Biohacking: Why I'll live to be 180 years old
From computer hacking to biohacking, Dave Asprey has embarked on a quest to reverse the aging process.
DAVE ASPREY: When I was 14 I was diagnosed with arthritis in my knees. And I remember, going home, I was shaken. Because in my mind, as a 14-year-old, I said, look, this is a disease that old people get. And now that I'm 46-- when I say "old people," I'm talking about people that I respect and admire, the sources of wisdom. And I cultivate friends, when I can find them, at least twice as old as I am, because they know all the stuff that I haven't learned yet.
But at the time, I said, I'm young. I'm a teenager. I'm not supposed to be experiencing this. And I was dealing with metabolic issues. I already had stretch marks that still cover me. I hit 300 pounds in my very early 20's. And I started having brain fog in my mid-20's. I was diagnosed with high risk of stroke and heart attack-- very high risk-- as circled by the doctor when I was 29 years old. It turns out I was dealing with all the stuff that normally hits you when you're 60-plus. And I was doing it as a young man. And it scared the heck out of me. And it did that because no one likes to look in the mirror at a time you're supposed to be growing your career and say, I can't remember what happened in that meeting. It's just gone. And I'm so tired. I just can't put one foot in front of the other. But I'm going to do it someway anyway.
It turned out that the people who knew how to fix this weren't my doctor. My doctor told me vitamin C would actually kill me, believe it or not. So I fired him. And for four years, I became my own scientist. Fortunately, I'm a computer hacker, and I know how to do that kind of thing. But then I hooked up with an anti-aging nonprofit group. And I started hanging out with these people full of wisdom who are making themselves younger. And the stuff that they knew, the things I was learning from them and from the top researchers in the world, they made me better.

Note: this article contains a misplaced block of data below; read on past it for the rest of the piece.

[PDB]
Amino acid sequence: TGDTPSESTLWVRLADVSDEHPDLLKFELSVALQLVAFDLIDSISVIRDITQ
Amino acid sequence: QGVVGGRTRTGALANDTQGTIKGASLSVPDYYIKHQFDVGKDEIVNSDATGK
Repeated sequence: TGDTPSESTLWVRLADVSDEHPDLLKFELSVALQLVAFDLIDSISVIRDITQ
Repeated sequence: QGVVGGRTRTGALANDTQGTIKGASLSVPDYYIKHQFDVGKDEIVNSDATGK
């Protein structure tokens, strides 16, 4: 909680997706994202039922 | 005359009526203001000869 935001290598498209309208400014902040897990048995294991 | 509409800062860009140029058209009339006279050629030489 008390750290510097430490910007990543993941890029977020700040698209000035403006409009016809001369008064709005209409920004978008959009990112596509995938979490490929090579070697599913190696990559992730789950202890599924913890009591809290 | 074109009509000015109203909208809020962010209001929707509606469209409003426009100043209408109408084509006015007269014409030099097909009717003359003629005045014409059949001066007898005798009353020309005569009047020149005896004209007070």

They gave me the tools of what became biohacking, a movement of people that's now even a word in the dictionary. It didn't exist eight years ago. Well, it turns out that those tools that make older people young make younger people kick ass. And that's been a foundational thing for what I've done with Bulletproof and for what's changed my life in a very dramatic way. I'm about 10%, maybe 10.2% body fat right now. I don't experience hunger on a regular basis. I love what I eat. I have more energy at 46 than I did at 26. I feel amazing. My brain works. I can remember all the things I want to remember. I don't drop words. And it's been absolutely liberating. It also cost a million dollars along the way. And that is completely unfair.
Now, I am very fortunate that I was able to do that, because I worked at the company that held Google's first servers when Google was two servers and two guys. So I had a leg up early on, and I was able to spend myself to wellness, to make a lot of mistakes, to waste a lot of money getting younger, and then to say, all right, how do I go beyond getting younger? And it is that deep knowledge of 20 years of working with the world's best anti-aging researchers and scientists, and reading the papers, and doing the work, and trying it myself that led me to say, with reasonable confidence, look, I'm going to make it to at least 180 if I want to. And that's not the cap, that's the floor.
All right, let me see. Now, if we wanted to be ridiculous and you wanted to be like, here's an anti-aging thing, I can do something like this on camera. I'll just be like, how many people do you know with flexibility like they're teenagers? Do you want to do that? BIG THINK: We just got it. DAVE ASPREY: [LAUGHS] BIG THINK: Yeah.
- As a teenager, founder of Bulletproof, Dave Asprey, began experiencing health issues that typically plague older adults.
- After surrounding himself with anti-aging researchers and scientists, he discovered the tools of biohacking could dramatically change his life and improve his health.
- He's now confident he'll live to at least 180 years old. "It turns out that those tools that make older people young make younger people kick ass," he says.
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